Tell us a little about your brand. Where does the name come from?
The focus of my brand is to combine art, beauty, and travel into one great product. My soaps are all named after beautiful Canadian landscapes and have unique scents reminiscent of the places they are named after.
The name Anto came from my dog BFF. I was struggling to come up with a brand name and my pal said, “name it after your dog! Everyone loves dogs.” So that’s what I did.
Tell us about your background and any past experiences that have shaped your work and your brand.
BeforeI got into soap making, I worked in land management and mapping. Although Iloved this career, I craved a more free and creative work environment. I thinkI have brought my love of Yukon, my love of the land, and my love of mapping intothe art of soap making. At least I hope I have!
Travel is another big part of my life. I love creating memories of people’s favourite places, or introducing people to somewhere new and magical.
When did you first start making your own bath and body products?
Ibegan making soap as a hobby back in 2013. My mother gave me a soap makinglesson as a Christmas present. There is only so much soap you can usepersonally, so it slowly grew into a business. Anto Yukon has been my full-timegig for a year and a half now.
Where do you source the ingredients and scents that you use in your products?
Most of my base materials come from various Canadian suppliers. I source ethical and sustainable oils. I also incorporate wild harvested plants into some of my soaps, and all of my oils, balms, and bath salts. We are very lucky in the Yukon to have such magical wild plants all around us. I carefully harvest in ways that are respectful to the environment, which is very important to me.
Can you tell us a little about your studio space and the process behind making soaps?
I am just finishing up renovations on a new studio space in downtown Whitehorse! I am so excited to finally have a dedicated and well-suited space for production. Soap has a long cure time, so one of the big challenges is forecasting how much soap will be ordered in the upcoming months and having the space to store it while it cures.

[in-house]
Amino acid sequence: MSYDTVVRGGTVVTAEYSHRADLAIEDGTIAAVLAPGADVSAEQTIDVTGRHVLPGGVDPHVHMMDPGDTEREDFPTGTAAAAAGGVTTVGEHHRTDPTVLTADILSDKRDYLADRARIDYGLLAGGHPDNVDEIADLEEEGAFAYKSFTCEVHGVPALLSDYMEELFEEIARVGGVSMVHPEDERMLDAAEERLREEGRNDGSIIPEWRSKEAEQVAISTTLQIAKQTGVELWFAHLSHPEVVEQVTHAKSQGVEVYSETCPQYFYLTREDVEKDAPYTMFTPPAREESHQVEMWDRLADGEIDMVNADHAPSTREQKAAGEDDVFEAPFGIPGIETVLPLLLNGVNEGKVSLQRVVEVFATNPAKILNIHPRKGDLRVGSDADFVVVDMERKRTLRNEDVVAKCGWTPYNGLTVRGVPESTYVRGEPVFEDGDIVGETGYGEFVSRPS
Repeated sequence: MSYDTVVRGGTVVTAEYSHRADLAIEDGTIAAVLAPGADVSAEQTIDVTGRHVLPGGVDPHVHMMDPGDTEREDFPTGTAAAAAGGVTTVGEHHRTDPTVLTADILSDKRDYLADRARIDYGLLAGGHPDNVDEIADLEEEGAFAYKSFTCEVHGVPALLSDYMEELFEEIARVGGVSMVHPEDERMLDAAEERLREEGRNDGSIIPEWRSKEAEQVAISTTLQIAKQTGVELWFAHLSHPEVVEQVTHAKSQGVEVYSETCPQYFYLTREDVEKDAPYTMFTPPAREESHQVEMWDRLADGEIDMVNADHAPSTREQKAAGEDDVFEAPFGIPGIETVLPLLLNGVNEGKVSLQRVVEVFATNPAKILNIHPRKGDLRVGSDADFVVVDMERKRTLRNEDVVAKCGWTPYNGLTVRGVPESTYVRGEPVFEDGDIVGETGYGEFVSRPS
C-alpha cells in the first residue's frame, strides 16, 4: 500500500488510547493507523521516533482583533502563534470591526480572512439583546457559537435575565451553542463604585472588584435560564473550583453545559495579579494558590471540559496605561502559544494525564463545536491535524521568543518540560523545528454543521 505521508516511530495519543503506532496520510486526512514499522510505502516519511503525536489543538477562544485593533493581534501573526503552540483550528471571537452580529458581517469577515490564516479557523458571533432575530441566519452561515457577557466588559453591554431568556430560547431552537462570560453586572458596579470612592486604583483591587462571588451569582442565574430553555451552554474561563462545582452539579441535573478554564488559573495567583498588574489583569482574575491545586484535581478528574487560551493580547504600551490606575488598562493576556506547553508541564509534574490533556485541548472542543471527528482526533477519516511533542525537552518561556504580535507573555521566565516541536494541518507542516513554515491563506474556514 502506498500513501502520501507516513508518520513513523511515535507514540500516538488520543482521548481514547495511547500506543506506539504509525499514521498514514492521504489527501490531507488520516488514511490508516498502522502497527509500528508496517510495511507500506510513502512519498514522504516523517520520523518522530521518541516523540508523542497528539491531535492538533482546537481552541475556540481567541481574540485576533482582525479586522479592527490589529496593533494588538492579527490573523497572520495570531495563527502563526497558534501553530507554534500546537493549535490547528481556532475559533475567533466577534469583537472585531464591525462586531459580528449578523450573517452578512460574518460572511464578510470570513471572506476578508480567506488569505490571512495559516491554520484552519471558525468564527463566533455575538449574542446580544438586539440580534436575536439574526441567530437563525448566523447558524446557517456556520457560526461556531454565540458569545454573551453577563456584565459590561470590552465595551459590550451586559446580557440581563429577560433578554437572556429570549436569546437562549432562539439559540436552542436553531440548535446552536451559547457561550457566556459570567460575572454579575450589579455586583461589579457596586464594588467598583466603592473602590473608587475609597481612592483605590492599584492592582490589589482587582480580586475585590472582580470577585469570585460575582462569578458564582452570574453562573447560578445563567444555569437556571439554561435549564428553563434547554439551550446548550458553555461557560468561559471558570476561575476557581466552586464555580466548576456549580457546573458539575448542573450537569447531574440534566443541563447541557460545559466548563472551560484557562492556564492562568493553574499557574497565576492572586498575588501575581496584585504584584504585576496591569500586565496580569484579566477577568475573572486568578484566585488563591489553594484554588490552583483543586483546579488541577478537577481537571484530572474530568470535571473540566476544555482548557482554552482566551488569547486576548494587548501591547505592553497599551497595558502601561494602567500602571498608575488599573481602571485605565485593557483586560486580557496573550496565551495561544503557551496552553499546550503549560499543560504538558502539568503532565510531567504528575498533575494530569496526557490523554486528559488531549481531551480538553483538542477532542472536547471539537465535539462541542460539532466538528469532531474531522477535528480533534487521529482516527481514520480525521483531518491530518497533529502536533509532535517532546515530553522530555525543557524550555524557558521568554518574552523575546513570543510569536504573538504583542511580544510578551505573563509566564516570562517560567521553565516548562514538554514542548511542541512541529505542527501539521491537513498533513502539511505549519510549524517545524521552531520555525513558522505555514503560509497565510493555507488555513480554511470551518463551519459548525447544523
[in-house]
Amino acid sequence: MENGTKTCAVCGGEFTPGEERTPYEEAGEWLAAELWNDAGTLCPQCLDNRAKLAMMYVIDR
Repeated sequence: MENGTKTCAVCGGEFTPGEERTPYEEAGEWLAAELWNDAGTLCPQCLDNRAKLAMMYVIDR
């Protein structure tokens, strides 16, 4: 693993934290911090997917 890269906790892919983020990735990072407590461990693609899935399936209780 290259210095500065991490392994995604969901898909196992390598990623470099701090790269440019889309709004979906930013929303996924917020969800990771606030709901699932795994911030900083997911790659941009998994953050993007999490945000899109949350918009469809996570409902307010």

All of your soaps are wrapped in packaging that literally is a work of art! Can you tell us a little about the artist and how you came to work with her?
I first saw Meghan Hildebrand’s work in a café in Whitehorse. I fell in love instantly. Although she was born in Yukon, she has now made Powell River her home. She is also inspired by the northern landscape, and she creates very whimsical paintings infused with a sense of place and nature. I think we are a perfect fit for each other, and I am so honoured to be surrounded by her art every day.
Can you tell us about the names of the different soaps and some of the inspiration behind them?
My soaps are all named after places. I have two lines: the Yukon line, and the Canada line. Creating new soaps is a bit like a dance. I am inspired by beautiful places, but these places must work with a scent, design, or harvested material in some way. Each bar is reminiscent of the place it is named after. It can be a challenge to find the link – but a fun challenge.
For instance, the Kluane soap bar is named after the immensely gorgeous Kluane region here in Yukon. It is the home of the Kluane First Nation as well as the largest non-polar glacial ice field. Climate change has created some big changes in this region, and with receding glaciers comes large deposits of glacial silt. I collect this silt and use it in my soap.
Who are some of your favourite artists, designers, and makers?
This is a tough question to answer in a small amount of space! I am constantly inspired by the amazing talent I see every day (thank you Instagram for shoving it in my face). Of course, Meghan Hildebrand is my very first and foremost answer. Yukon artist, Rosemary Scanlon, is also an amazing talent. She creates amazing watercolours that remind me a bit of Frida Kahlo due to their story within a story. And I am a huge HUGE huge fan of the Inuit artwork that comes out of Cape Dorset. I was lucky enough to travel to Nunavut this month and scooped up a print of my own.
I am in love with the jeweler Beton Brut out of Saskatoon. She creates pieces that are so well crafted, inspired by the brutalist architecture movement. I love her work, her aesthetic, her branding – it’s all so good.
And functional art – my pottery collection is my vice. I have recently discoveredYukon potter Astrid Kruse who makes very unique landscape-inspired pieces.Also, last but most certainly not least – the ever-inspired Sam Knopp. This lady’s pottery is on another level of art, whimsy, and attention to detail. The bottoms of her pots are sanded to sublime softness – so not only will you be mesmerized by the look but also by the feel.